On 2/4/2014, a ribbon cutting ceremony was held at Farragut Elementary School in Culver City for the switching on of the school district's new 750kw solar array built at the school. In addition to providing an expected $400,000 back to the school district, it will also serve as an education tool to help teach students about alternative energies, sustainability and climate change.
Hundreds of kids from the school attended holding up their home-made signs. Parents and teachers milled about, as did many of the town’s dignitaries. At the ribbon cutting ceremony was the mayor - Jeff Cooper, the vice mayor - Meghan Sahli-Wells, many city council members as well as school board members were present along with representatives of Sunpower and Todd Johnson, the co-chair of Culver City’s Environmental Sustainability Committee.
The thing I love about living Culver City is that in spite of being in the middle of one of the largest urban centers in the country, it still manages to feel like a small town. It feels good to be in a place that is being proactive on many sustainability issues, where the city’s leaders are working closely with the community and schools to make our city a progressive and greener place to live.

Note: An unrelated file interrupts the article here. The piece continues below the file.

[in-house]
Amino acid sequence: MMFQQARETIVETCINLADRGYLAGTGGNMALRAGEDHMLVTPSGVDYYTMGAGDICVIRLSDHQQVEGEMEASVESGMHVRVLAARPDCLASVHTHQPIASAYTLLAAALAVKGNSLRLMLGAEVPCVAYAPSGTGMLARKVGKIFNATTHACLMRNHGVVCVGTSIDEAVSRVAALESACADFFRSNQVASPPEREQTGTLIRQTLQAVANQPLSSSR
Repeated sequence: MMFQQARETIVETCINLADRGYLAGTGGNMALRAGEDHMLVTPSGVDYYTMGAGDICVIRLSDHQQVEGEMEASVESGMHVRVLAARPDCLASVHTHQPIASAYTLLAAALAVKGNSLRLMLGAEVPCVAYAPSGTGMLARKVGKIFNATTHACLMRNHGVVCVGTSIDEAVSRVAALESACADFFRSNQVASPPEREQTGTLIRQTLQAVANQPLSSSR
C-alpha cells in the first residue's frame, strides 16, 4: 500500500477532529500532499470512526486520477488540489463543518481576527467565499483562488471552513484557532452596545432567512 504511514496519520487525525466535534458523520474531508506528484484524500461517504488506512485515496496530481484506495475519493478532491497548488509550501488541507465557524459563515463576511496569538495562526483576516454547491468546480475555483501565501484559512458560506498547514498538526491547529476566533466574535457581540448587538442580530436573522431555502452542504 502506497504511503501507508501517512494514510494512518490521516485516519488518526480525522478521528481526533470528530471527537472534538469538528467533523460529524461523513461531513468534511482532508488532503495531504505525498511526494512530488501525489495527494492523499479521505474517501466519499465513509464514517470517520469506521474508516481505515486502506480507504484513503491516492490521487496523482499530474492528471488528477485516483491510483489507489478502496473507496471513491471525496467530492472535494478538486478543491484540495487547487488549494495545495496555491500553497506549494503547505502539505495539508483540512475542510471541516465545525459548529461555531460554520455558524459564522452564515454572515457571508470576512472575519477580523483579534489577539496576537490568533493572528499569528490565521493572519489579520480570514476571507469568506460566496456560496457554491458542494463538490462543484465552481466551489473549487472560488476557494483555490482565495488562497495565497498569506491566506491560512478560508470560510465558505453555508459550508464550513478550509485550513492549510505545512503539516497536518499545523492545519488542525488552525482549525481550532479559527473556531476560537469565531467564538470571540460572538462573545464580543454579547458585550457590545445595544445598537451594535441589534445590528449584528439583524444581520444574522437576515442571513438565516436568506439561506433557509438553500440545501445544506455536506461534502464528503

The LA River is a River. As obvious as that may sound, the truth is most people don’t really think of the Los Angeles River as an actual river. They are probably more familiar with the river’s movie roles such as the Governator barreling down its corridor on a motorcycle in Terminator 2 or the cast of Grease singing, dancing and racing along its flat bed and beveled sides.Read More
Ed Begley Jr.. On 2/13/2013 the steel framing continues to be assembled over the foundation on the Begley's new home. Ed Begley Jr. (noted actor and environmentalist) and his wife Rachelle Carson-Begley are building their new home under LEED Platinum Certified standards in an attempt to become North America's greenest, most sustainable home. It is also being filmed for their web series "On Begley Street." Studio City, California, USA
I recently spent a few weeks shooting gardens at some local elementary schools here in Los Angeles for a magazine article I was working on. Growing up in New York City suffice to say I wasn’t exposed to many gardens, certainly not at school. Some nice house plants maybe, but the closest thing I got to growing produce was the ever present avocado pit that my mother would stick in a jar on the kitchen window sill, hoping it would sprout into a tree one day. I can safely say that the 20 or so pits she tried to grow did not bear fruit. I hope my son gets more of an opportunity to learn about this than I did, and with some of the school gardens I had a chance to visit, the prospects look good.